, the founding of Visegrad in a certain way politically recast Central Europe. The region had long been known as a cultural expression of Western Christianity, the Renaissance and the Enlightenment, and a fellowship of historical fates. As a political concept the Central European identity was linked to its problematic terrain, one that had witnessed dramas that more than once led to global conflict. It was not connected only with the personalities and statesmen who had led the fight for freedom, from KoÊciuszko to Kossuth and Masaryk and the modern fighters for democracy such as Lech WaΠesa, Václav Havel, and Arpád Göncz - it was also connected with a history of horrors, with the Holocaust and Stalinism, and later with the "abduction" of civilized Central Europe to the Soviet steppes. Visegrad set the stage for a new contextual integration: the return to democratic Europe.

The Visegrad Trojka quickly found favour with the West, because it was a positive, sensible, stabilizing, and constructive concept. Positive symbols are essential in politics and public diplomacy, and Visegrad quickly became just that.

In the fifth place, the Visegrad concept and the Visegrad Group demonstrated the needed flexibility in reorienting themselves towards acceptance to NATO instead of their original priority, the fastest possible integration into the European Union. The focus on the Alliance, where at first only Poland, Hungary and the Czech Republic were admitted, brought two positive moments. The first was the Atlantic dimension, the experience of close cooperation between the Visegrad Group and the United States, the irreplaceable cooperation between the Poles, the Czechs, the Hungarians and later the Slovaks on the one hand, and the pro-Atlantic and anti-isolationist personalities on the political scene in America at the time on the other hand. This experience enriched the political culture of the Central European elites, and helped them not to yield to one-sided anti-Americanism and to respond in a more balanced way to existing conflicts and tensions between the two sides of the Atlantic. The second positive moment was that by this security integration Visegrad became an example, one that was first copied by Slovakia with the significant aid of the first three members, and later a model that was followed by the Vilnius Ten, which comprised the further candidates for entry to the Alliance.

In the sixth place, Visegrad was an impressively successful initiative despite its occasional lapses due to temporary departures by some of its members from the common spirit, whether in the search for individual strategies, the reduction of Visegrad to only its economic content, or to Slovakia's becoming problematic as a full member of the group. Visegrad worked very well in eliminating unwanted institutions (the Warsaw Pact) and in gaining membership in desirable institutions (NATO and the European Union). And, paradoxically, Slovakia's temporary stumble and elimination from the group of front-runners for NATO and EU membership, and then its "domestic rehabilitation" in 1998 general elections, became a new unifying element: Now it was necessary, and not only in the interest of Slovakia, for the other three to help the fourth succeed.

When in my lectures as the Slovak Ambassador to the US I occasionally tried to give the American public a simplified and comprehensible idea of the meaning of Visegrad, I used a comparison from the history of NATO itself. In the famous words of Lord Ismay, the first Secretary General of NATO, the organization was founded "to keep the Russians out, the Americans in, and the Germans down". Visegrad served the same goals for Central Europe as NATO had for Western Europe: "to keep the Russians out", meaning to secure the departure of Soviet troops and the abolition of the Warsaw Pact; "the Americans in", in other words to ensure a continued American presence in Europe and to enter NATO; and instead of the Germans, to keep "the demons of Central Europe" - aggressive nationalist populists - under control.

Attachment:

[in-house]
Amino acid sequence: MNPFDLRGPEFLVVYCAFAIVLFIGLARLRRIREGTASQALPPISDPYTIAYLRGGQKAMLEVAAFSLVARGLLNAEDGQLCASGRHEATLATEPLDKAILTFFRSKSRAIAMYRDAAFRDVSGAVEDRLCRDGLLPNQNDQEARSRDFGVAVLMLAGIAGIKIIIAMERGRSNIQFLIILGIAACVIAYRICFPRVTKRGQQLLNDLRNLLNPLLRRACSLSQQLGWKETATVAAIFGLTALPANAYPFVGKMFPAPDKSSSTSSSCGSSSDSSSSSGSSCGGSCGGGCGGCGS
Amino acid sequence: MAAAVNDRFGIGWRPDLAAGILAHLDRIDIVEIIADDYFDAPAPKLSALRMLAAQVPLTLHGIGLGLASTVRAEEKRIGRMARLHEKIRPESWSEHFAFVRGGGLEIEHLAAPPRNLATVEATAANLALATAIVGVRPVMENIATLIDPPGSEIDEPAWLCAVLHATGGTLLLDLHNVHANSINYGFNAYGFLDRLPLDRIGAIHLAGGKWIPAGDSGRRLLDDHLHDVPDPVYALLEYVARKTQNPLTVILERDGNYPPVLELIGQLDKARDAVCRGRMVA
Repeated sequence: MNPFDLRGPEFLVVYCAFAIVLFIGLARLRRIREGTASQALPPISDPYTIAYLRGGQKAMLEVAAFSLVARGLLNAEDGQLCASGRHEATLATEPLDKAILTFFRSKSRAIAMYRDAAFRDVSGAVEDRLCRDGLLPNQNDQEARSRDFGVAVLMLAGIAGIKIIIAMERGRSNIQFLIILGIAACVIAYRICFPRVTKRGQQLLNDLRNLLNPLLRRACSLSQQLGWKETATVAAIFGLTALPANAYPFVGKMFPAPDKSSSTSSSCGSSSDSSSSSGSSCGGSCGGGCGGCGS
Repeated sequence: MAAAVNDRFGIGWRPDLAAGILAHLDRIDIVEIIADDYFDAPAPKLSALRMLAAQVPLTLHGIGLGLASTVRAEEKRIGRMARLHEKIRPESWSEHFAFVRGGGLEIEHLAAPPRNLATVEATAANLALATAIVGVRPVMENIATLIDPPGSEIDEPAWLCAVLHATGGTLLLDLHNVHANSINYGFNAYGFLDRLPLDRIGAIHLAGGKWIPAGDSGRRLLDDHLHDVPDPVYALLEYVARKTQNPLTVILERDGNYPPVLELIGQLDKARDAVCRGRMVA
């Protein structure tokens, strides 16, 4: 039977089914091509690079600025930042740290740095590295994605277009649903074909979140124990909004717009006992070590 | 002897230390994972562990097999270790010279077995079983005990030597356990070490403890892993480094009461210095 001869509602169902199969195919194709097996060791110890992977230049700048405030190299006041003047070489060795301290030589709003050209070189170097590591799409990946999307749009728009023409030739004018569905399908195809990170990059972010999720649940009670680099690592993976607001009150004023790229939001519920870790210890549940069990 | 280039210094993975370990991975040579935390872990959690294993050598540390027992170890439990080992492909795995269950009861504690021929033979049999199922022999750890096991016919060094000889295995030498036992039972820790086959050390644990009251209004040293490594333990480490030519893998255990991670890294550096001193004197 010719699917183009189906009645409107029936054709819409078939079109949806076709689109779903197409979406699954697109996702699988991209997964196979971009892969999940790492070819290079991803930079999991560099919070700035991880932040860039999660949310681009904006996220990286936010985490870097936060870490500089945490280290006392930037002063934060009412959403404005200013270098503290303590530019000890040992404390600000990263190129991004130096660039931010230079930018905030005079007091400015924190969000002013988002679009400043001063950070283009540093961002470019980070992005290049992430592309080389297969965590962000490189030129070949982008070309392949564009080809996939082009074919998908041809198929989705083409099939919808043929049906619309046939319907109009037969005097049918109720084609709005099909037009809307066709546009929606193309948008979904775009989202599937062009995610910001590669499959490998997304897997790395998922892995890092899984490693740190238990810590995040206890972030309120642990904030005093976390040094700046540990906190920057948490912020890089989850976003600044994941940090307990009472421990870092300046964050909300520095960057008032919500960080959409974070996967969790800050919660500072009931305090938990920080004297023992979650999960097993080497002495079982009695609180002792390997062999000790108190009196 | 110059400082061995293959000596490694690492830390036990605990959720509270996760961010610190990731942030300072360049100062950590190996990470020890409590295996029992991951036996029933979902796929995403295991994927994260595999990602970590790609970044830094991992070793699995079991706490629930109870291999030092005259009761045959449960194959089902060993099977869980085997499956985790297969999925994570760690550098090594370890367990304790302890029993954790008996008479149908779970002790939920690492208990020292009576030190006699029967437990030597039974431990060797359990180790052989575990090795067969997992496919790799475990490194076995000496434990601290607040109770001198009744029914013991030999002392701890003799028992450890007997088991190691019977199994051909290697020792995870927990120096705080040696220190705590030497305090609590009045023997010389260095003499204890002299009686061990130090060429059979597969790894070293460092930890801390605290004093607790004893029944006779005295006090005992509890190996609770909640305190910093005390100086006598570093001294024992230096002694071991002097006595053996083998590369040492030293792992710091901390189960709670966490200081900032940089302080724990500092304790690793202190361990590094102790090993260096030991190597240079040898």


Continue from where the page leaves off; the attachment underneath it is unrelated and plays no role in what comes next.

Despite all its mistakes and problems, the democratic transformation of Visegrad can serve as an example for countries in its vicinity that still have a long road in front of them. It is through more than merely being in the European Union's "neighborhood" that Visegrad helps to mould and create the future shape of united Europe. Visegrad also has wider, pan-European and global potential. It faces new questions, which its individual members can certainly answer individually, and which they will attempt to answer along with their other partners in the European Union - but which still require them to come up with a Visegrad answer".

, in seventh place, we come to that side of Visegrad that is consistently closest to us. It concerns our common historical, cultural, and mental experiences, that which united and unites us, and which could unite us still more firmly if only we knew more about each other, knew each other better, came closer together, and looked harder to find how we could mutually enrich each other, and if this enrichment could produce something. The activities of the International Visegrad Fund in this sense are priceless, because this knowledge is not born overnight.

I don't know how things sit with the other three countries, but as for Slovaks, I see that we are still a mystery to ourselves and to others. We never had an occasion - and that is the beauty of Slovakia, the smallest Visegrad country - to learn about ourselves, what we are capable of, whether we truly have free conditions for development, and if we have freedom, whether we will remember to be responsible. In this sense Slovakia is a country of "undiscovered talents," and the same is true in spades of Visegrad.

Martin Bútora
Slovak sociologist, publicist. Before 1989, beared from practice. During the Velvet Revolution, co-founder of the Public against Violence movement (VPN), advisor to President Václav Havel, Ambassador to the USA. Curently, Director of the Institute for Public Affairs in Bratislava.